Hood 4 and 5 are twelve and fourteen, and are in that stage of school where I am preparing them for high school and a lot more independent learning. The biggest difference between middle schoolers and high schoolers, is that they read all their own history and keep their own history journal, it is quite a jump from me reading their history and it takes time and effort. The truth is I could read their history and it would be quicker and easier for everyone, but we are in no rush and they are learning how to learn. At this stage we start to outsource their school a little bit, our kids need to get used to learning from a teacher that isn’t their mother. They attend classes for a second language, and my kids chose French because it is spoken so widely throughout Africa and the world. What begins as an hour of playing games and chatting once a week, quickly turns into more in high school. Otherwise, while their lives are not entirely, but pretty much screen free until this time, it is time for them to get some online skills before they require it for work… Our kids have learnt a huge amount through Tim Chase’s Courses at Impact Virtual, he runs an online learning school that has been instrumental in getting my kids through school, I cannot imagine a world of learning where our children won’t have to be very familiar with learning in an online classroom. His first course is a prerequisite for his following courses and is called Digital Learning: They learn about cyber safety, how to create their own website, and the tools they need to make that website great, how to present their work online and peer reviewing. This is not an airy fairy course, and one of those online courses that starts off trivially and then you can fizzle out when the going gets tough… it is fairly time intensive and your child will be busy online, learning in a safe environment. My kids have all had to raise their game and work hard to complete the requirements, and have the reaped the rewards of a job well done. This is a great course to get your kids to up their school game, problem solving and presentation skills will shoot up, all with a class of peers encouraging them to work harder, rather than their homeschooling parent.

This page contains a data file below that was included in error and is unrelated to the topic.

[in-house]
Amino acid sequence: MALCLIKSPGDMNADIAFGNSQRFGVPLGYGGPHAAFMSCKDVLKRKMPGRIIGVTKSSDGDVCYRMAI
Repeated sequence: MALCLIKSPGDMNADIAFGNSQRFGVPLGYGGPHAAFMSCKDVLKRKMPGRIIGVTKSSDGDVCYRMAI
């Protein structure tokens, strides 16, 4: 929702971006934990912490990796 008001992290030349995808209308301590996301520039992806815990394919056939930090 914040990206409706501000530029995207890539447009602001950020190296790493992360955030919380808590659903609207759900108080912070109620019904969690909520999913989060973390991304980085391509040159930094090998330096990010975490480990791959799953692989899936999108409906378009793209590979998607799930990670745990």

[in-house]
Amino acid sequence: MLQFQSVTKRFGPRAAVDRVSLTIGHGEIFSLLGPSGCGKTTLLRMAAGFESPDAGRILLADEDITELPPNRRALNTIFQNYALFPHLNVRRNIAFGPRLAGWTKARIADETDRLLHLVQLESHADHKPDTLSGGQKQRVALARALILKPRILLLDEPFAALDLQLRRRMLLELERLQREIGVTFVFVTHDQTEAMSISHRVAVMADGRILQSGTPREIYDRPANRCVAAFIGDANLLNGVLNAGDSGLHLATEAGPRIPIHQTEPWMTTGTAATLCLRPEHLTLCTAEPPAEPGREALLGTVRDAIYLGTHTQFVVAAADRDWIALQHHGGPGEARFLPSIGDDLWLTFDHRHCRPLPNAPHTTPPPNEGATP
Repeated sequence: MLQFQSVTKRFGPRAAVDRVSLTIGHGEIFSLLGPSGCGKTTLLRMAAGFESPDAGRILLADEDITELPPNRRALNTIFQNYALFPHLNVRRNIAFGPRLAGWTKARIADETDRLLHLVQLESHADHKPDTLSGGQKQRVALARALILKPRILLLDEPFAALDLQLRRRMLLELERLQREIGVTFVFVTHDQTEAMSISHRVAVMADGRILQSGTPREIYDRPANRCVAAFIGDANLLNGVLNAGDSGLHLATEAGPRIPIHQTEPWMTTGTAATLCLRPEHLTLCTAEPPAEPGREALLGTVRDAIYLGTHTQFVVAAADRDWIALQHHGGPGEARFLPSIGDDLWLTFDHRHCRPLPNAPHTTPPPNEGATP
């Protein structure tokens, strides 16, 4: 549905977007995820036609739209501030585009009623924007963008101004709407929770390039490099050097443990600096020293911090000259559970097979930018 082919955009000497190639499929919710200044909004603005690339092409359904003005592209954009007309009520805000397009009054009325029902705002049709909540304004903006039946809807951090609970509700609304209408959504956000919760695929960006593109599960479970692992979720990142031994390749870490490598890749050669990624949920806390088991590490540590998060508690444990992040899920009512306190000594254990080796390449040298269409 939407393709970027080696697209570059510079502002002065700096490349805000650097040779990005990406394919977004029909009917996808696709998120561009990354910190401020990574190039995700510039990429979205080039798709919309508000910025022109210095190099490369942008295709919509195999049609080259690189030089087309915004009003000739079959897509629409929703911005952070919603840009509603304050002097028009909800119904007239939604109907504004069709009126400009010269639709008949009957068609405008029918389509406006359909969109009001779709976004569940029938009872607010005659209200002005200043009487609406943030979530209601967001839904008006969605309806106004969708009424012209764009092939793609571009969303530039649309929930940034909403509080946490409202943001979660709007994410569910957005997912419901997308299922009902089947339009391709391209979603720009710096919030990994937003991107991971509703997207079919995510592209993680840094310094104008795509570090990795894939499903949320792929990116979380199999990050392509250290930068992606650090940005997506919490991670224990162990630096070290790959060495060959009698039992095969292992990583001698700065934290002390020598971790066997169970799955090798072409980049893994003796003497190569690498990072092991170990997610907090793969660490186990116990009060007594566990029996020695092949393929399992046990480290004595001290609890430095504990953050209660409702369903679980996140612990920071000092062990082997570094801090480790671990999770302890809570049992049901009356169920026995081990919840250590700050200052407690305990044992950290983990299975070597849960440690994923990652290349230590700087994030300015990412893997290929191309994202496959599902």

In the last few years of high school, they read their way through the final years of the Sonlight Curriculum and we try and pack in as much real life learning and opportunities for job experience and volunteering as well. We want our kids to be well equipped for the working world that they are about to enter. They continue with their French studies and up their immersion time a week to two and later three hours, and by the end of high school they are pretty much fluent and get a certificate of competence through the Alliance Francaise. They also start to attend college courses at this stage, and they head to a local college one evening a week with their dad and join the class, they do the assignments, write the essays and complete the tests, all the while raising their game higher than if they were doing the same course for me… I feel it is critical that learn from other folk. They accumulate great skills, how to write an essay, how to fill the lecturer’s requirements, which are often quite different to what they think the requirements are (!), and how to reference correctly and present their work. Otherwise, they continue with their coursework at Impact Virtual, doing all sorts of courses, from coding to photography, from Shakespeare to Cold War Studies, these courses are fabulous and have made learning fun, and my teens have thoroughly dived into topics, that they may breezed over otherwise. I am all for gaining work experience at this stage and they do a number of jobs… including online tutoring and volunteering. They volunteer at the aquarium and I have no problem with them taking a day or even two days off “what otherwise looks like school” in order to do this, because they learn so much from working with other people, for other people and amongst other people. The life experience and work ethic that they develop is invaluable to whatever they might want to pursue after school. And the multimillion dollar question that folk ask is how do we finish high school… once my kids have read through their Sonlight Library, they have covered more than enough in terms of education. The sign up and write GED exams and SAT exams, we don’t do any special focused studying towards these exams… I reckon they have an education and they just gaining the piece of paper to prove that they have an education.
School by Topic